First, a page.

# Generate pseudo random numbers in C++

Generating random numbers is very useful especially in simulations of games, scientific simulations, computer security, statistics modeling programs, etc. But computers produce predictable results and hence they can’t be totally random but can only simulate randomness. Pseudo-random number generators are most often used for this.

So here in this tutorial, I will tell you how we can generate pseudo random numbers in C++ with example. So continue through this article.

### Pseudo-Random Number Generators (PRNGs)

A PRNG is an algorithm that uses mathematical formulas to produce a series of random integers. It takes a seed integer value and performs some mathematical operations on it. After using the algorithm of mathematical operations, the seed value is transformed into a number that seems totally unrelated to the seed. Now, this number is taken and the same algorithm is applied to produce the next number. This number also appears to be totally unrelated to the number it is generated from. By continually applying this algorithm to the last generated number, a series of random numbers can be generated. The period of randomness depends on the complexity of the algorithm.

C++ comes with a built-in Pseudo-Random Number Generator in the header file <cstdlib.h> and is implemented using the following functions:

1. int rand(void) – Returns a random integer in the range 0 to RAND_MAX
where RAND_MAX is a constant whose value differs in different implementations (min. value is 32767)

2. void srand(unsigned seed) – Seeds the pseudo-random generator used by rand().
where the seed is an unsigned integer value considered as the “starting point” for generating random numbers.

#### rand()

A series of truly random numbers is when every number from 0 to RAND_MAX has an equal chance of being chosen each time rand() is called. In reality, this is not the case. See the following example in which we generate a series of random numbers with rand():

```#include<cstdlib>
#include<iostream>
using namespace std;

int main(){

for(int i=0; i<4; i++)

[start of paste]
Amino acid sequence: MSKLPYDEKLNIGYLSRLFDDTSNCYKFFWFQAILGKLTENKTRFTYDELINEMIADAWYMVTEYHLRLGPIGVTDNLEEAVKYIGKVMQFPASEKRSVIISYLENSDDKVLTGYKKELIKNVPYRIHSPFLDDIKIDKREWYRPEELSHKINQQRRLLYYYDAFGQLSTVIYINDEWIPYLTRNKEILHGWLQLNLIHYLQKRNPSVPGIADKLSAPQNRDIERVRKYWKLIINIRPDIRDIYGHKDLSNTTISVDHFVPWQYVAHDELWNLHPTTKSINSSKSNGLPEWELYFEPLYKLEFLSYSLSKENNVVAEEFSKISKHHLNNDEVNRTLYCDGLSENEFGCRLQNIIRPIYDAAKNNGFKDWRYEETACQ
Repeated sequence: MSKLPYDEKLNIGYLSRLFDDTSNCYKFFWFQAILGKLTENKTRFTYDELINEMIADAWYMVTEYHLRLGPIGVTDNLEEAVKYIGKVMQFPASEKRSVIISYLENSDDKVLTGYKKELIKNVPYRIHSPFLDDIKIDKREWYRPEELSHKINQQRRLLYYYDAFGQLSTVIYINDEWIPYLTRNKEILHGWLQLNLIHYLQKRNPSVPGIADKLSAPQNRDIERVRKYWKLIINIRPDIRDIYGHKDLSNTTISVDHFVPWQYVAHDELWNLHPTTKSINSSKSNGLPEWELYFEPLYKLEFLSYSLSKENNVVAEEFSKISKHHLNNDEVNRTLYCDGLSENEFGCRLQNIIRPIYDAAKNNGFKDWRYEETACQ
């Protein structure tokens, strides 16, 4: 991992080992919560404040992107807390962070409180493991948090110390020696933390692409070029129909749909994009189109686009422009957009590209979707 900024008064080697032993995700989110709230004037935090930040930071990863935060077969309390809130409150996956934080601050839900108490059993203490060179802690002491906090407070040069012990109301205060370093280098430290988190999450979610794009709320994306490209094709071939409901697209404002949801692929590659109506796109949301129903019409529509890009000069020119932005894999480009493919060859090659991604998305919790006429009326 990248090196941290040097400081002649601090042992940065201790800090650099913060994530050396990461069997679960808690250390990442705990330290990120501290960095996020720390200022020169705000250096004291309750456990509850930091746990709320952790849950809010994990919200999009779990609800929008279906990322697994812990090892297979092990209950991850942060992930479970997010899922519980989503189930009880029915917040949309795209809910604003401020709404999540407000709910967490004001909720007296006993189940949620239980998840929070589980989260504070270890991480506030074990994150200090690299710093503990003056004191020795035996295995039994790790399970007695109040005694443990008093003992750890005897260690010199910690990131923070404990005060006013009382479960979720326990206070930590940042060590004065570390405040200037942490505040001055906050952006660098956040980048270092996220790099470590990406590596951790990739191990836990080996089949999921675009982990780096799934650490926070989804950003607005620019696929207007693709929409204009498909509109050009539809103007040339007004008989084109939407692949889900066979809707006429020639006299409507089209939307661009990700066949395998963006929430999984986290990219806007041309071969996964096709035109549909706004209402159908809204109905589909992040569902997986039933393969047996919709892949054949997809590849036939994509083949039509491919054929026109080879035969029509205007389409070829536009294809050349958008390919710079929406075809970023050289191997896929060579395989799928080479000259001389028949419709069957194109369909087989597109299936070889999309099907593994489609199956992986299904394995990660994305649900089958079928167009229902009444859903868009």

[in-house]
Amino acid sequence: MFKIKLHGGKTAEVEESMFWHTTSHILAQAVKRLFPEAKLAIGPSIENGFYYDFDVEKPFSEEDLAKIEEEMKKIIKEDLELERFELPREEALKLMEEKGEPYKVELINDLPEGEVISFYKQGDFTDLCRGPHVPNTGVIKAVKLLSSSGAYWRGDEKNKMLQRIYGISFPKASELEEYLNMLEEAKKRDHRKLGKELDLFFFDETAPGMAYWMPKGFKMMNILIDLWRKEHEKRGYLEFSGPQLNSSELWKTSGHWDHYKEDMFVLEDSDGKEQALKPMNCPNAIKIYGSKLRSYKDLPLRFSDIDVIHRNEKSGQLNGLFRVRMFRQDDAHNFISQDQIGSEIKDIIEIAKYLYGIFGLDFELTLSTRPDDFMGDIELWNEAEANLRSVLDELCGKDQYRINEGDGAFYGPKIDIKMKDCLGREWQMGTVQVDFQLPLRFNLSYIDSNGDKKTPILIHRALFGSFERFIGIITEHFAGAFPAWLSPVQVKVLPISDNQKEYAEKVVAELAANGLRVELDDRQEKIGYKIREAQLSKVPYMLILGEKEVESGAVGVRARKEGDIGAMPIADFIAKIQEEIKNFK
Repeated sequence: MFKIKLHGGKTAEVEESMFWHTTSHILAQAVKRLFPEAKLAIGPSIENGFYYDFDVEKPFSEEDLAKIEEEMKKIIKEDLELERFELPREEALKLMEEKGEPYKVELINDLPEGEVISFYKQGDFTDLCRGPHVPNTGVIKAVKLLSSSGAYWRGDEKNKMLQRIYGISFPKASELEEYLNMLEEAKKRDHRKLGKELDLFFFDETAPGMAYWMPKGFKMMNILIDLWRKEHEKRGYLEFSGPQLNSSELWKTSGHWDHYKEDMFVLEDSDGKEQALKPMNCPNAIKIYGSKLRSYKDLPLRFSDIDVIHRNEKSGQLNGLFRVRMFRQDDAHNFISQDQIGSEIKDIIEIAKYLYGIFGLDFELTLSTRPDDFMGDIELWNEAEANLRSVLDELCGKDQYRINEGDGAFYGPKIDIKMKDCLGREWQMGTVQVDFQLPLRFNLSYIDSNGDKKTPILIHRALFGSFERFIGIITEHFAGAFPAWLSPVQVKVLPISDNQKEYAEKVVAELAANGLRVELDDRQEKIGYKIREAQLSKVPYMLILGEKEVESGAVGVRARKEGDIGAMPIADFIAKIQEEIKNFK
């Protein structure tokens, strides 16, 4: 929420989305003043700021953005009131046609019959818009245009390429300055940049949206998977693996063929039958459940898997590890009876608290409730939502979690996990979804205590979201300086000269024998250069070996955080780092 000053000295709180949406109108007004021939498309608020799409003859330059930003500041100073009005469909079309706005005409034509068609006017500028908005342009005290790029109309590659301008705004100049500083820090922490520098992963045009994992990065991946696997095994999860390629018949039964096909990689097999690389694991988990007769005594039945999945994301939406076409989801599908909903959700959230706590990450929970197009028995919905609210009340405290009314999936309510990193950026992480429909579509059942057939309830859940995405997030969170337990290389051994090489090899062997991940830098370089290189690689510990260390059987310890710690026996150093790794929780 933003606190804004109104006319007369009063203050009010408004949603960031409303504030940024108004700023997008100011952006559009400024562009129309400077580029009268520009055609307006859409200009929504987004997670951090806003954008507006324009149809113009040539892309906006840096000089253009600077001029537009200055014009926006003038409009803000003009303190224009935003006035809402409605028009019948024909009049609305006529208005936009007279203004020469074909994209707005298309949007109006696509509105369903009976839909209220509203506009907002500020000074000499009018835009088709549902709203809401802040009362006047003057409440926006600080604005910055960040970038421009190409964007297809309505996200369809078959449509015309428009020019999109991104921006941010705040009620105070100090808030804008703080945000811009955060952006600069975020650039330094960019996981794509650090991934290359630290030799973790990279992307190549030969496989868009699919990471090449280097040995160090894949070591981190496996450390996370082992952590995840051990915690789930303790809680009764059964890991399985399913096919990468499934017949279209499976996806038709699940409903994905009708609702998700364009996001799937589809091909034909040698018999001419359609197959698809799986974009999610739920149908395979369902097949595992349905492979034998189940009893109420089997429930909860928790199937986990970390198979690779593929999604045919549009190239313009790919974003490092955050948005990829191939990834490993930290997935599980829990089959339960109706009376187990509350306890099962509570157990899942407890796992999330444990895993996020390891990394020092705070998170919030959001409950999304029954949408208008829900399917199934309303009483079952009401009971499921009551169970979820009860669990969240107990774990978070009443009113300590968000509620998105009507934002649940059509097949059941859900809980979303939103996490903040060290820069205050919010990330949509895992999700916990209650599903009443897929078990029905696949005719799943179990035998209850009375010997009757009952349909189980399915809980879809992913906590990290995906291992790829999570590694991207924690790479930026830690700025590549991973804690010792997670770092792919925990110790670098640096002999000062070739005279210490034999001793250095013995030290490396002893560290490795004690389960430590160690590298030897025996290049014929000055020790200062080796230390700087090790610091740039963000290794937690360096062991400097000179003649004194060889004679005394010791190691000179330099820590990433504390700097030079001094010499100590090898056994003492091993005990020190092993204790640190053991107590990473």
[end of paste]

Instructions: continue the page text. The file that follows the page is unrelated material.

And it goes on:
cout<<rand()<<" ";

return 0;
}

```

Output on program run 1:

`41 18467 6334 26500`

Output on program run 2:

`41 18467 6334 26500`

Note:  If we want numbers to be generated in a given range, we can use the modulus operator(%).

Say, for example, we want a series of 4 random numbers between 1 to 10. To do this, we modulus the number generated with 10 because any integer modulus 10 will produce a number from 0-9 (If we divide a number by 10, the remainder has to be from 0 to 9).

```18467 % 10 = 7
6334 % 10 = 4```

But we want numbers from 1 to 10, so we add 1 to each output.

```#include<cstdlib>
#include<iostream>
using namespace std;

int main(){

for(int i=0; i<4; i++)
cout<<(rand()%10)+1<<" ";

return 0;
}```

Output on program run 1:

`2 8 5 1`

Output on program run 2:

`2 8 5 1`

The output shows that if we run the program many times, we end up with the same sequence of random numbers each time. This is because these numbers are not truly random, but pseudorandom.

#### srand()

To resolve the problem of the same generated series in rand(), srand() takes a seed value as input for rand() that changes the generated series of random values on every different seed. This process of “seeding” the random number sequence so we start at a different place is called Randomizing.

The most common practice is to use the current time as the seed. For this, time() function declared in <time.h> is used. Hence, the following program will generate a different series of numbers in every program run:

```#include<cstdlib>
#include<iostream>
#include<time.h>
using namespace std;

int main(){

srand(time(NULL));
for(int i=0; i<4; i++)
cout<<(rand()%10)+1<<" ";

return 0;
}```

Output on program run 1:

`8 1 10 3`

Output on program run 2:

`7 8 2 3`

Note:

1.  If the seed value is the same at every program execution, the program will generate the same series at each run.
2. Seed the program only once during program execution, at the beginning. Multiple calls to srand() makes the numbers less evenly distributed i.e. the results might be less random.

The Standard Library (STL) in C++ provides two types of pseudo-random generators:

1. Require a seed value
2. Require an input value with each call and doesn’t require a seed value

Every PRNG outputs a different data type.

#### Conclusion

A good PRNG is one that generates a series of numbers similar enough to a truly random sequence of numbers in many statistical tests. All PRNGs are actually deterministic and their outputs are periodic, but the period is very huge.

Hence, all random number generators are actually pseudo-random generators. The numbers are distributed such that the output is a random sequence, but after enough time, the sequence starts repeating.

Also, read: Program to solve the knapsack problem in C++